Getting Started with Babel Plugins

Babel is the goto transpiler for JavaScript. One of the most powerful features is to allow you to easily create your own plugins. With this we can create awesome developer experiences.

It all begins with a concept of parsing what is known as the Abstract Syntax Tree (AST for short).

The AST is the result of parsing your syntax and mapping each element to a node within the tree. Each node can have different properties but all obey a common interface.

Let’s take a simple example such as 1 + 1.

It starts with a Program node which body contains an expression statement.

This expression statement then has an expression that is of a type BinaryExpression.

The BinaryExpression has three parts to it the operator (+) along with left and right assignments both in this case being literals (1 and 1).

When creating a Babel plugin we are provided with the API to traverse the AST. We can tell the plugin to then act on certain types of nodes. This concept is know as a visitor. The pattern itself is known (unsurprisingly) as the visitor pattern.

To explain the concept of the visitor pattern we can implement a simplistic version of it based on our 1 + 1 AST above:

In Babel the AST conforms to a specification known as ESTree. It is worth taking a look at the specification to get a brief understanding of each node object. It will come in very handy when you start creating your Babel plugin.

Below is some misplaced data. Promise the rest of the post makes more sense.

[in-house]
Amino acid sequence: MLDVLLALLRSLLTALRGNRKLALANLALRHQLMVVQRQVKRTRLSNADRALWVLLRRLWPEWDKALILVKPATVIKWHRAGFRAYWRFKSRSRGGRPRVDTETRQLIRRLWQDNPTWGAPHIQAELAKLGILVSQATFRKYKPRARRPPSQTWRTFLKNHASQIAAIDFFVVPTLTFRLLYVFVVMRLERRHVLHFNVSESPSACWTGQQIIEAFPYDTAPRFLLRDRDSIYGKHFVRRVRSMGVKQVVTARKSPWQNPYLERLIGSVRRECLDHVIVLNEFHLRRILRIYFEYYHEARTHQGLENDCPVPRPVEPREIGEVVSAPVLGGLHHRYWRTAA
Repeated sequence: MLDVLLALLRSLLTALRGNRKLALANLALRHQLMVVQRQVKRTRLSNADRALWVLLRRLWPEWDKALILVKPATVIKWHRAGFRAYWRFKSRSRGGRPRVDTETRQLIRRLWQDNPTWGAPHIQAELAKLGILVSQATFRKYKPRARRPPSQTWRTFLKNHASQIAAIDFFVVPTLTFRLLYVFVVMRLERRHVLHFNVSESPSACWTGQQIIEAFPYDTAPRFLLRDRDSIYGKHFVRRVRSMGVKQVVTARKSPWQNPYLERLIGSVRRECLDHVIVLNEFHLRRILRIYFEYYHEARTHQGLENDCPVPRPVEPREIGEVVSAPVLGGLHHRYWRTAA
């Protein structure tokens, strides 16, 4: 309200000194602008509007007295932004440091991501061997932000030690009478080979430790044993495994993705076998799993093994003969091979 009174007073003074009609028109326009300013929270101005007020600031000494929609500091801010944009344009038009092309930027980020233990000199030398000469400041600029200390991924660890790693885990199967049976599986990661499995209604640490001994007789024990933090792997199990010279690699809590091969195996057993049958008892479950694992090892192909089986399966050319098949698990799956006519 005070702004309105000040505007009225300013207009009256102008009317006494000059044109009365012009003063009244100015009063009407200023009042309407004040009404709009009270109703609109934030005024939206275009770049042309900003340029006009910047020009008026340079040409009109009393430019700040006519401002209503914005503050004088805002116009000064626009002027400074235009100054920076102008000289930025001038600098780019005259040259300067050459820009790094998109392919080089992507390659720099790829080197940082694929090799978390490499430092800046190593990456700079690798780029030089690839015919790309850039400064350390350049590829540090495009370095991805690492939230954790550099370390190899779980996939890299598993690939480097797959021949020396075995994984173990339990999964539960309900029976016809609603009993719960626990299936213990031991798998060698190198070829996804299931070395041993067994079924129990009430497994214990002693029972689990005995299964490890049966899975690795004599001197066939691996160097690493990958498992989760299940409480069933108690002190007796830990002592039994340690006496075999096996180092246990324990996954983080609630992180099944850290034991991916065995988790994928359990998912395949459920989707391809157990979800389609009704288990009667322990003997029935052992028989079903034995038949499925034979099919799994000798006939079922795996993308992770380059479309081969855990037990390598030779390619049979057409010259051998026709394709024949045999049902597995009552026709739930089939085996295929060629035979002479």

Now we understand some fundamentals of how ASTs can be traversed we can start creating our first plugin.

To create a plugin we can use a starter template to get things going.

As you can see in the specs the example shows the following code:

const example = “Hello”;

Let’s say that in our application we want all strings (who knows why?!) of “Hello” to become “World”. To do this we can write a plugin that when a Literal (“Hello”) is visited the value is replaced with “World”.

Let’s take a look at how the code would look to produce our required result.

Based on our previous understanding we can see that implementing a change to every StringLiteral is as simple as creating a visitor and replacing the nodes value if it equals “Hello” to “World”.

There you have it, easy and simple. From here you can expand on each visitor to make much more elaborate (and useful) Babel plugins.

Here are some useful resources whilst you are developing plugins for Babel:

More advanced topics around the Babel API and other features.
JavaScript AST explorer
Helpful tool to explore what an AST might look like for your plugin result.
Show your support

Clapping shows how much you appreciated Jon Sharratt’s story.